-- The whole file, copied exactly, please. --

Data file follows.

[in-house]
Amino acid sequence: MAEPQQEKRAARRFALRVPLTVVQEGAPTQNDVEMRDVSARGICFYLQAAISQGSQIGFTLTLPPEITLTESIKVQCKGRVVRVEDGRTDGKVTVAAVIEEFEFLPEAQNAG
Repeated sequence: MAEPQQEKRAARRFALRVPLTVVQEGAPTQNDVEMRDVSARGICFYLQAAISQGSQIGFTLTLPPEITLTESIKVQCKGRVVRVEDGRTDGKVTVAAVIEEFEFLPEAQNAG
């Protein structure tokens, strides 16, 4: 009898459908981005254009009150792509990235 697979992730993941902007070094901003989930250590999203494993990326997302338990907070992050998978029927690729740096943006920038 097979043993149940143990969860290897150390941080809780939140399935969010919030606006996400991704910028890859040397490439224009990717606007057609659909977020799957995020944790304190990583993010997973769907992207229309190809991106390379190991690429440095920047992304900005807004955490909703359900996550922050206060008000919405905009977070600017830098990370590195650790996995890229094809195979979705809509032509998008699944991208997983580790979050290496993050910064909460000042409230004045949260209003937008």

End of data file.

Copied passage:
[in-house]
Amino acid sequence: MAEPQQEKRAARRFALRVPLTVVQEGAPTQNDVEMRDVSARGICFYLQAAISQGSQIGFTLTLPPEITLTESIKVQCKGRVVRVEDGRTDGKVTVAAVIEEFEFLPEAQNAG
Repeated sequence: MAEPQQEKRAARRFALRVPLTVVQEGAPTQNDVEMRDVSARGICFYLQAAISQGSQIGFTLTLPPEITLTESIKVQCKGRVVRVEDGRTDGKVTVAAVIEEFEFLPEAQNAG
């Protein structure tokens, strides 16, 4: 009898459908981005254009009150792509990235 697979992730993941902007070094901003989930250590999203494993990326997302338990907070992050998978029927690729740096943006920038 097979043993149940143990969860290897150390941080809780939140399935969010919030606006996400991704910028890859040397490439224009990717606007057609659909977020799957995020944790304190990583993010997973769907992207229309190809991106390379190991690429440095920047992304900005807004955490909703359900996550922050206060008000919405905009977070600017830098990370590195650790996995890229094809195979979705809509032509998008699944991208997983580790979050290496993050910064909460000042409230004045949260209003937008």